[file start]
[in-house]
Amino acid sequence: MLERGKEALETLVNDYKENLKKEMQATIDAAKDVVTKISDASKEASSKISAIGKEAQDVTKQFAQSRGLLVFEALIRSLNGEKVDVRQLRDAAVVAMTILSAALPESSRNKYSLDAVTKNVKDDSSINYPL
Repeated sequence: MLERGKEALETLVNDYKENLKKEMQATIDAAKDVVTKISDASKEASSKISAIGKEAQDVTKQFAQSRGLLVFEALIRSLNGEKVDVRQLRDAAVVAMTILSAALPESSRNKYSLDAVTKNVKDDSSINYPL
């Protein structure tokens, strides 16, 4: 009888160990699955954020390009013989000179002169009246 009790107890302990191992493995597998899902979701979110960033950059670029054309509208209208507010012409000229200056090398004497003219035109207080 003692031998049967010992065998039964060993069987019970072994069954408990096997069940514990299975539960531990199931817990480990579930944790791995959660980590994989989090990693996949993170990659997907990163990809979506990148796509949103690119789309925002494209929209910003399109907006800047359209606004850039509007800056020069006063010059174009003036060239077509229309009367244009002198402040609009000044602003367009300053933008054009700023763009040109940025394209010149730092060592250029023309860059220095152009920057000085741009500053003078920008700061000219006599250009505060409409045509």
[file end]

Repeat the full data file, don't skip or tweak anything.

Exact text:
[in-house]
Amino acid sequence: MLERGKEALETLVNDYKENLKKEMQATIDAAKDVVTKISDASKEASSKISAIGKEAQDVTKQFAQSRGLLVFEALIRSLNGEKVDVRQLRDAAVVAMTILSAALPESSRNKYSLDAVTKNVKDDSSINYPL
Repeated sequence: MLERGKEALETLVNDYKENLKKEMQATIDAAKDVVTKISDASKEASSKISAIGKEAQDVTKQFAQSRGLLVFEALIRSLNGEKVDVRQLRDAAVVAMTILSAALPESSRNKYSLDAVTKNVKDDSSINYPL
């Protein structure tokens, strides 16, 4: 009888160990699955954020390009013989000179002169009246 009790107890302990191992493995597998899902979701979110960033950059670029054309509208209208507010012409000229200056090398004497003219035109207080 003692031998049967010992065998039964060993069987019970072994069954408990096997069940514990299975539960531990199931817990480990579930944790791995959660980590994989989090990693996949993170990659997907990163990809979506990148796509949103690119789309925002494209929209910003399109907006800047359209606004850039509007800056020069006063010059174009003036060239077509229309009367244009002198402040609009000044602003367009300053933008054009700023763009040109940025394209010149730092060592250029023309860059220095152009920057000085741009500053003078920008700061000219006599250009505060409409045509």